A Cowboy Christmas Carol
It's Christmas eve and land baron Ebenezer Scrooge (Jack Palance) is up to no good as always, cheating young Samuel Benson (Ricky Schroder) out of his money, land and horse when he enters into a card game with the old miser hoping he could win some money so he could marry Erica (Amy Locane) the niece of Ebenezer's departed friend Jacob. After ending up losing it all and being given till Christmas morning to vacate his home and land Samuel heads home whilst Ebenezer heads to his office not before he fires his assistant Bob (Albert Schultz) who discovers Ebenezer's crooked card table. But later that night Ebenezer gets a visit from three ghosts who giving him an alternate view of his life; past, present and yet to come when in the morning he will end up in a stand off with Samuel.
For about the first 15 minutes "Ebenezer" had me, here was an entertaining version of Dickens' "A Christmas Carol", taking it out to the West and having him a man who became a bitter man through a series of events. The whole opening which sees him as a crooked gambler who cheats a young man out of everything he owns is a nice twist on the original and having Scrooge's nephew being a mail man is also a nice twist. But of course after some unique ideas we then hit the familiar aspect with the three ghosts and truth be told it starts to lose you.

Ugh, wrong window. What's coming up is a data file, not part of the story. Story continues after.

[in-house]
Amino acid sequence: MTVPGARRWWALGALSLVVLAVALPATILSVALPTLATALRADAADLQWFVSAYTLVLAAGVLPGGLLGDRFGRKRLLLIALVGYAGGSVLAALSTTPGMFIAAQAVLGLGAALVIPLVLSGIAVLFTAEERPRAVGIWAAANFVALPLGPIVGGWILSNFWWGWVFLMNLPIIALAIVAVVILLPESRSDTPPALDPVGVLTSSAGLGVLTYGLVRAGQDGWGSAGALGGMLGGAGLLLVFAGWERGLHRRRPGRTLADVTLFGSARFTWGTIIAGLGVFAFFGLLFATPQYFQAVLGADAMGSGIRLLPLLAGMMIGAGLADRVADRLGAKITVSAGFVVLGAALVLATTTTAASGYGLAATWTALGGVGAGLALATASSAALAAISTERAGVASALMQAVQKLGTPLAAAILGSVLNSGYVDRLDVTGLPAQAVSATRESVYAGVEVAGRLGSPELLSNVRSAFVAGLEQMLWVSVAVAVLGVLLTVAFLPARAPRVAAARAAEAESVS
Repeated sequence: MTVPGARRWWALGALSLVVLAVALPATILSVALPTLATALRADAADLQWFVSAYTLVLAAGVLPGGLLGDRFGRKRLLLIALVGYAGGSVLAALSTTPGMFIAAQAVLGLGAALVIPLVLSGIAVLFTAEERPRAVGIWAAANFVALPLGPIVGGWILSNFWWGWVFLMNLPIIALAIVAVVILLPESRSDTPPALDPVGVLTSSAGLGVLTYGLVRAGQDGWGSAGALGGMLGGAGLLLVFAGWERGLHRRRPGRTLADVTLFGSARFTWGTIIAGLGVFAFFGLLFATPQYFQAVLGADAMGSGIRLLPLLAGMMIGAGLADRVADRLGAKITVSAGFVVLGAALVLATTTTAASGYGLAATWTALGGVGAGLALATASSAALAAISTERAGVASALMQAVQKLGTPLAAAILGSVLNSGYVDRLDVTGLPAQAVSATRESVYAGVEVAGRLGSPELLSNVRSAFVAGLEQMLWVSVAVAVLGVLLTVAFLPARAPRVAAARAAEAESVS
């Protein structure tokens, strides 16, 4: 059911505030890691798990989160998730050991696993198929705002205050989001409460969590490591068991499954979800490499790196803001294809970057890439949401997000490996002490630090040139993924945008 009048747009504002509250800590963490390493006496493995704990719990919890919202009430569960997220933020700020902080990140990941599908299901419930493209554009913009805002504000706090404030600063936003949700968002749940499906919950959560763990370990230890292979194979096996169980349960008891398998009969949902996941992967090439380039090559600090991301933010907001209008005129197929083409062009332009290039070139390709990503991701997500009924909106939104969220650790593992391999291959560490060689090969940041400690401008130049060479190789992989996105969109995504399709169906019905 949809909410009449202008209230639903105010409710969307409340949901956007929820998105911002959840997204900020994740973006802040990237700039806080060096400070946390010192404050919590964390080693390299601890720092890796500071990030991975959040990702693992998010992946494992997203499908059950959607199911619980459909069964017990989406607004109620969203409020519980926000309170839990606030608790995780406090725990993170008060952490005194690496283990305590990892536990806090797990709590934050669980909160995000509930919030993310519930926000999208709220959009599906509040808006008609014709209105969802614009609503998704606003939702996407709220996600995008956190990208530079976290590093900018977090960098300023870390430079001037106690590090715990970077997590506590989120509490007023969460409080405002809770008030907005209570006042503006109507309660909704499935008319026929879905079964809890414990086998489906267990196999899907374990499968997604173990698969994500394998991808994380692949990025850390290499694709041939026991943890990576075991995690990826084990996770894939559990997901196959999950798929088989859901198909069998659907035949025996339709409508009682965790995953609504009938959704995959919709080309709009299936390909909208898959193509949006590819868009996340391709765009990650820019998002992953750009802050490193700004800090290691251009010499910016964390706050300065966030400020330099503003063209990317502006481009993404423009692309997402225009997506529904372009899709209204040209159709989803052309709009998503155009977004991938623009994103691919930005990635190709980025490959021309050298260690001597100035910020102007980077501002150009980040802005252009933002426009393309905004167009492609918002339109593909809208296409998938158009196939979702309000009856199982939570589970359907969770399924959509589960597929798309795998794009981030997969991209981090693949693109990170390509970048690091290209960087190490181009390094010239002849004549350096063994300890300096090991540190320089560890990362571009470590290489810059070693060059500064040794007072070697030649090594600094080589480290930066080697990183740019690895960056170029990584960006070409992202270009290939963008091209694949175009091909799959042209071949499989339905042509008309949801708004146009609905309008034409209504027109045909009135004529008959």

And in truth I am trying to work out what the problem with "Ebenezer" is because in many ways it is good. The look at how Ebenezer became a bitter, greedy man is an entertaining one and switching Bah Humbug for Hogwash is a nice switch up. There are many more changes and switches which help to make this familiar but not just a case of dropping Dickens' story into a western scenario, the whole duel in the street is a nice idea. I think the trouble is that rather than having some grit and drama it is a bit too light and floaty, even being a bit spoof like such as when out of nowhere Scrooge calls someone Pilgrim. Basically at times "Ebenezer" feels too weak and unsure of what sort of movie it wants to be.
What this all boils down to is that "Ebenezer" is a novel idea but it is one where the novelty wears off and after that it struggles to really do anything to make it stand out from the familiarity of the well known storyline. Even the great Jack Palance is unable to make this work and at times seems to struggle with some of the corny dialogue he has to deliver.